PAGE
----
The Ninth Circuit has not directly addressed whether Congress intended the Uniform Statute of Limitations for Maritime Torts to apply to maintenance and cure claims. In Huseman v. Icicle Seafoods, Inc., however, it stated that "[l]aches is an equitable affirmative defense available for actions that do not have a specific applicable statute of limitations, such as Huseman's maintenance and cure claim." 471 F.3d 1116, 1125 (9th Cir. 2006).

Here, Hornblower has stipulated that the doctrine of laches applies to Plaintiff's maintenance and cure claim and therefore, for the purposes of deciding the instant Motion, the Court assumes that the doctrine of laches rather than the three-year statute of limitations applies. Further, Hornblower has not demonstrated that Plaintiff's delay in amending his complaint caused it to suffer any prejudice. Because it is Hornblower's burden to establish that the doctrine of laches applies, Hornblower has failed to show that Plaintiff's maintenance and cure claim is time-barred to the extent it is based on the injury on the M/V Sunset.

2. Whether the Allegations in the Amended Complaint Relate Back

Because the claims for Jones Act negligence and unseaworthiness are governed by three-year limitations periods, those claims are barred to the extent they are based on the alleged events on the M/V Sunset -which occurred over three years before he filed his amended complaint -unless the new allegations relate back to those in the original complaint. The Court finds that they do not.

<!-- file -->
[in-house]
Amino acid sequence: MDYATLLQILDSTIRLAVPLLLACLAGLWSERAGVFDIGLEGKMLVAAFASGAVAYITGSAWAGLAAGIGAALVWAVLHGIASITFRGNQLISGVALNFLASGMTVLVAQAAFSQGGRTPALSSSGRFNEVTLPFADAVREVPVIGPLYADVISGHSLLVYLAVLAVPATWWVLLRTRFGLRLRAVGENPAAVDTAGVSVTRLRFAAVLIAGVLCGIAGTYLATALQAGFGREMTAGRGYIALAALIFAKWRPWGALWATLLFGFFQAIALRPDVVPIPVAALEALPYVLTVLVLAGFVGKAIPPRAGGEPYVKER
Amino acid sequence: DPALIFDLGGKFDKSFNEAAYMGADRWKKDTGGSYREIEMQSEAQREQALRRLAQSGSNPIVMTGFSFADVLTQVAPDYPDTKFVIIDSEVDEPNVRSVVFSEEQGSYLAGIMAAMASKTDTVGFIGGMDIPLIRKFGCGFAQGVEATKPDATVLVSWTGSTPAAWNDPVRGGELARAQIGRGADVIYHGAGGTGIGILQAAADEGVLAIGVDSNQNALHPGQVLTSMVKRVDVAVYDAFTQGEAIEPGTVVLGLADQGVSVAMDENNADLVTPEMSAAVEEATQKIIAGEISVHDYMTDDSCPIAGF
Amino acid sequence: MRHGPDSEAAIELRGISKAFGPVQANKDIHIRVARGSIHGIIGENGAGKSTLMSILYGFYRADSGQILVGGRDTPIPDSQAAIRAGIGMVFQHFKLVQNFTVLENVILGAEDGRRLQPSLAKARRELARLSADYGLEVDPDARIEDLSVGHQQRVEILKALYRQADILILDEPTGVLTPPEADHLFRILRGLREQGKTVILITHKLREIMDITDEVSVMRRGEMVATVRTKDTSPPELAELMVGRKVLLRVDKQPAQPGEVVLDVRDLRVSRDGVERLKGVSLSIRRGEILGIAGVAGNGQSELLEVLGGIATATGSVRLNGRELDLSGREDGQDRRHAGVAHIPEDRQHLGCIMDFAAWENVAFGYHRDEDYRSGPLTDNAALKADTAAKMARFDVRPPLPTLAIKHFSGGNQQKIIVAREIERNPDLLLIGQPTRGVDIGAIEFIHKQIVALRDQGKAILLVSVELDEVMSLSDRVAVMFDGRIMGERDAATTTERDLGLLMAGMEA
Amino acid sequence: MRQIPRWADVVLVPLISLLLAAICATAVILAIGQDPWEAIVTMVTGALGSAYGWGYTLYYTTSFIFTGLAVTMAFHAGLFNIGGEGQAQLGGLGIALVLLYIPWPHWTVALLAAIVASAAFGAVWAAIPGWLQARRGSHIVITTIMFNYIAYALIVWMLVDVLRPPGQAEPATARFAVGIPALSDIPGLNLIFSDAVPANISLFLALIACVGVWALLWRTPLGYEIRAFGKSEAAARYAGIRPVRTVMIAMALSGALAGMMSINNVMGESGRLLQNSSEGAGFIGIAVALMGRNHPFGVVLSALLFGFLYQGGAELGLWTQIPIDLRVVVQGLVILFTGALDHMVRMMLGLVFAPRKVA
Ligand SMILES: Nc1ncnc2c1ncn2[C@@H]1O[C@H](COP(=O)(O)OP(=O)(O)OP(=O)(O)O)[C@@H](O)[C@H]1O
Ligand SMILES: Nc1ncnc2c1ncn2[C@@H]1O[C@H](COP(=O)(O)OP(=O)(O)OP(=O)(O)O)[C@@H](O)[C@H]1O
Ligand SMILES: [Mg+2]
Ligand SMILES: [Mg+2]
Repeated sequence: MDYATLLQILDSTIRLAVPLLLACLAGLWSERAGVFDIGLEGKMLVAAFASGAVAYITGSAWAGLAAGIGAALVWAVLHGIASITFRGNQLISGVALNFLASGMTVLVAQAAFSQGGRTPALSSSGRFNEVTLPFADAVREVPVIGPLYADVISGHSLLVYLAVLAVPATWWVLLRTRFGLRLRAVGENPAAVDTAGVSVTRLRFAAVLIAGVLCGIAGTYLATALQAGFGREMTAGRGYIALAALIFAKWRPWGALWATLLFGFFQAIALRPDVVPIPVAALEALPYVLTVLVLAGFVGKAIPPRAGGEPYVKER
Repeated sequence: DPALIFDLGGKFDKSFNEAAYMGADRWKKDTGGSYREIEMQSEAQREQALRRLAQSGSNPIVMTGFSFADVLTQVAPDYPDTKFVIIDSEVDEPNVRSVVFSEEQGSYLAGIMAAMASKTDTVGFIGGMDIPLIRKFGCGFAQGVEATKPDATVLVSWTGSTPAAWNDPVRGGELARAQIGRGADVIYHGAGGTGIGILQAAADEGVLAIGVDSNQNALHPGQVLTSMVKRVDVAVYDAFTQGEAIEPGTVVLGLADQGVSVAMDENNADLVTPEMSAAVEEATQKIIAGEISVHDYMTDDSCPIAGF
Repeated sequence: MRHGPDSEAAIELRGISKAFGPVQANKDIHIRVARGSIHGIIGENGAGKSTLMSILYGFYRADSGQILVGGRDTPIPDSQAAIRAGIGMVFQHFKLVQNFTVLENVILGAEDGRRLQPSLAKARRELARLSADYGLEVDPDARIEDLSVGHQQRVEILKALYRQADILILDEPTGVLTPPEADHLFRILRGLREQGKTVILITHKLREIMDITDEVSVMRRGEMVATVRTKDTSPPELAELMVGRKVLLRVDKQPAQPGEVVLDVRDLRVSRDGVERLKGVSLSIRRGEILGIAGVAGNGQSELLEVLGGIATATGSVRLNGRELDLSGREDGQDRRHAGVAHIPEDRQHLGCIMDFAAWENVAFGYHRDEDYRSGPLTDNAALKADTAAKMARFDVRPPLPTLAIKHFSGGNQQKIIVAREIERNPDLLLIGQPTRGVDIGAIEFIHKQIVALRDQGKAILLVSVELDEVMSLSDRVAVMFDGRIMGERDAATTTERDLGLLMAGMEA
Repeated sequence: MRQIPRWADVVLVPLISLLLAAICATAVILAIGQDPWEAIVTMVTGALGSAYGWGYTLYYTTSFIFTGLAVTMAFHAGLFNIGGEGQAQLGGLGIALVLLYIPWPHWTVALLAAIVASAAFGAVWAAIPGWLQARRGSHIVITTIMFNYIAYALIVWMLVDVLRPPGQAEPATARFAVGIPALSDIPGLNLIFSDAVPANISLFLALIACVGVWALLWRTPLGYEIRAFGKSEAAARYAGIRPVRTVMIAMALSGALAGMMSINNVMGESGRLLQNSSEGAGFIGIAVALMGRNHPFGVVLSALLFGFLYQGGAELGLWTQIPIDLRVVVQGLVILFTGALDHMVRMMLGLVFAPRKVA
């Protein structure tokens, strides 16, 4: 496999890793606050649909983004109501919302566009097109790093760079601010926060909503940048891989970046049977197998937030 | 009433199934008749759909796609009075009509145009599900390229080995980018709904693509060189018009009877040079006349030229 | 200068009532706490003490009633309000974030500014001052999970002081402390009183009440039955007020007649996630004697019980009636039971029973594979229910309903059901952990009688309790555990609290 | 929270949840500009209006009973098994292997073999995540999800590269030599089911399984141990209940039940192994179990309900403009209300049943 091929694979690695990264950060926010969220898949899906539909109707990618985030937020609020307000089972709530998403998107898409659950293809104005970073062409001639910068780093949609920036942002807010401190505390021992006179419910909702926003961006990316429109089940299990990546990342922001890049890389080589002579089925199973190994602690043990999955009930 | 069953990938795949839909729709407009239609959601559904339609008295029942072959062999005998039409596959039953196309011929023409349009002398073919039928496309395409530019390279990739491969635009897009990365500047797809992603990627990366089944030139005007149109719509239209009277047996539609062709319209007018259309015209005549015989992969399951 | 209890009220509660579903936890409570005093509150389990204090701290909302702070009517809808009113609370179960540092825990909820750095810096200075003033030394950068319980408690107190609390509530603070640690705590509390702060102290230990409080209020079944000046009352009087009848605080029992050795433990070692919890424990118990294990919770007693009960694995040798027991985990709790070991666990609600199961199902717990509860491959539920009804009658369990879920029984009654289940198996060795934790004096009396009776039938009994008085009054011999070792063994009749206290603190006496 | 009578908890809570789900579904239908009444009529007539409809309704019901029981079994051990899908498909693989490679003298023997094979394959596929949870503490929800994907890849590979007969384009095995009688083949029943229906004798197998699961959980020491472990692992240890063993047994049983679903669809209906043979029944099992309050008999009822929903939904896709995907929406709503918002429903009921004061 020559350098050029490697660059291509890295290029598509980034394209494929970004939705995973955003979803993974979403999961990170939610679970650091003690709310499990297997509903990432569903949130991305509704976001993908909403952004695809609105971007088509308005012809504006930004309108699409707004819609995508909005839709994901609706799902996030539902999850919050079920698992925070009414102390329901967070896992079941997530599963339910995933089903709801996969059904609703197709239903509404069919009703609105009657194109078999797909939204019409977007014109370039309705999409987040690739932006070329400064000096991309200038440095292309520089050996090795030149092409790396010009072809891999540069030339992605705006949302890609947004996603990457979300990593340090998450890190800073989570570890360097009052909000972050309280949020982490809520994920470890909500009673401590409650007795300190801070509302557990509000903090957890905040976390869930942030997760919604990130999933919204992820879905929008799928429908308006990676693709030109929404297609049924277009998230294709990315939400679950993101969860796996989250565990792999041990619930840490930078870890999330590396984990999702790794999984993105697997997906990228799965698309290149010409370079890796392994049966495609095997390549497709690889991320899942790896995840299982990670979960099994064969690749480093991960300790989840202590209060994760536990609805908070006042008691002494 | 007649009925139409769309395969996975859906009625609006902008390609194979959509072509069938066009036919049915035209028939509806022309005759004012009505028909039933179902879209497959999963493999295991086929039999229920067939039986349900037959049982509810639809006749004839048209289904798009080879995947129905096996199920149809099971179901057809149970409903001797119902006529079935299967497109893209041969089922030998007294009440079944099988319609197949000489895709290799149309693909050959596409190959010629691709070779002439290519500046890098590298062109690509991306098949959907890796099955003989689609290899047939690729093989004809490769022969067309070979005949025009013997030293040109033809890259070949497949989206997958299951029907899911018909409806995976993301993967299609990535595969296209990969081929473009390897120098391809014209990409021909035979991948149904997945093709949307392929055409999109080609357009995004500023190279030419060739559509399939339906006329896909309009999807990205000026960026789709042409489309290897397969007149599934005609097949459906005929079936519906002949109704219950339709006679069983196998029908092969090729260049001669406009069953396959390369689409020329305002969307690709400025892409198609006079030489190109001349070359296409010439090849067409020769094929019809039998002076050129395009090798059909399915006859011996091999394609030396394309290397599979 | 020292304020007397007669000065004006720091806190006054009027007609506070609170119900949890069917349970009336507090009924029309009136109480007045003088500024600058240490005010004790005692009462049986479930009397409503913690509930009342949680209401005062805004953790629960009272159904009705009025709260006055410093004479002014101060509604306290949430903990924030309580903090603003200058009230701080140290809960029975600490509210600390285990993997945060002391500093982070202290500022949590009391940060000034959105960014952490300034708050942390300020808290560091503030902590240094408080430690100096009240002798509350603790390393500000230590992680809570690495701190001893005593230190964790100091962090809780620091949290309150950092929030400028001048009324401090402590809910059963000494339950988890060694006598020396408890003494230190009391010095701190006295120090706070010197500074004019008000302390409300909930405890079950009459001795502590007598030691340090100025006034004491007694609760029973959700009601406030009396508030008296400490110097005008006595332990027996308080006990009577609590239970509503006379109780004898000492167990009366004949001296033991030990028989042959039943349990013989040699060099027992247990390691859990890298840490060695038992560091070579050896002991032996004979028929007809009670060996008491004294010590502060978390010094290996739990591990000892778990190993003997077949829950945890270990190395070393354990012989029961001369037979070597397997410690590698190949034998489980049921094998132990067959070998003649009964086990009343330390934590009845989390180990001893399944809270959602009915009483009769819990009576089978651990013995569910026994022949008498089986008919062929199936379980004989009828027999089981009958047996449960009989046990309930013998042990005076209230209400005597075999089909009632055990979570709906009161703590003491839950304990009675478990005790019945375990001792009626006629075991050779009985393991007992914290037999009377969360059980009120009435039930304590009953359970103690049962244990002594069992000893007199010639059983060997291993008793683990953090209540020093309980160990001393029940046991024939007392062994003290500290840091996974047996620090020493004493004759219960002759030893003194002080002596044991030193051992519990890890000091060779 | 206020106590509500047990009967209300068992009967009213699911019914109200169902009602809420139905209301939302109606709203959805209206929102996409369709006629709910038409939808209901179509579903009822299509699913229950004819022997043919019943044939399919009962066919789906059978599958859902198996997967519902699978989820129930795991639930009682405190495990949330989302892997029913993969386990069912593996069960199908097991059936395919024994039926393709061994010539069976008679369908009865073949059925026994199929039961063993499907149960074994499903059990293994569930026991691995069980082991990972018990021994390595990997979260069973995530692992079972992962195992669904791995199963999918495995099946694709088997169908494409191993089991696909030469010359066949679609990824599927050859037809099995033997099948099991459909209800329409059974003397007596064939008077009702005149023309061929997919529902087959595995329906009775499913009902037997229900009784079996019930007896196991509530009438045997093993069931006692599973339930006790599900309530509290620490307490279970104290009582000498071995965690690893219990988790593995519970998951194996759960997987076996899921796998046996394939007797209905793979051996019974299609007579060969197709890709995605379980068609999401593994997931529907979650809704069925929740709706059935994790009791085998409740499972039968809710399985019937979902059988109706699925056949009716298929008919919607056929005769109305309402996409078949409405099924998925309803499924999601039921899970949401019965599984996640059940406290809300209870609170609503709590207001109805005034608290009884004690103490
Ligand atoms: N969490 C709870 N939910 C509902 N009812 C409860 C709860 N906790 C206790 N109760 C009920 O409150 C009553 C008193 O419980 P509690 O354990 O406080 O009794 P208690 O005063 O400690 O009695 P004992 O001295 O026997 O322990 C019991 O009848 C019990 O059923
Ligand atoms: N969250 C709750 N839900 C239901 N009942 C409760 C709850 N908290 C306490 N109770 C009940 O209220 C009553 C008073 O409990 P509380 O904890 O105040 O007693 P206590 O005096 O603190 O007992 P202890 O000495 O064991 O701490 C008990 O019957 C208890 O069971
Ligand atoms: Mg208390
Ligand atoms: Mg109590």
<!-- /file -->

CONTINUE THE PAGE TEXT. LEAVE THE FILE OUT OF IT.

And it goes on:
"An amendment to a pleading relates back to the date of the original pleading when . . . the amendment asserts a claim or defense that arose out of the conduct, transaction, or occurrence set out - or attempted to be set out - in the original pleading." Fed. R. Civ. P. 15(B). To determine whether this standard is met, courts "consider whether the original and amended pleadings share a common core of operative facts so that the adverse party has fair notice of the transaction, occurrence, or conduct called into question." Martell v. Trilogy Ltd., 872 F.2d 322, 325 (9th Cir. 1989). One way to determine whether this standard is met is to "compare[] the original complaint with the amended complaint and decide[] whether the claim to be added will likely be proved by the same kind of evidence offered in support of the original pleading." Percy v. San Francisco General Hosp., 841 F.2d 975, 978 (9th Cir. 1988).

Here, Plaintiff alleges facts relating to a distinct accident that occurred on a different day, in a different location. To prove that this later injury was the result of negligence or unseaworthiness, Plaintiff will be required to present different evidence than will be used to establish that the earlier injury resulted from either negligence or unseaworthiness. The Court concludes that the allegations about the events on the M/V Sunset do not relate back to the original complaint and therefore dismisses Plaintiff’s claims for Jones Act negligence and unseaworthiness to the extent they are based on those events.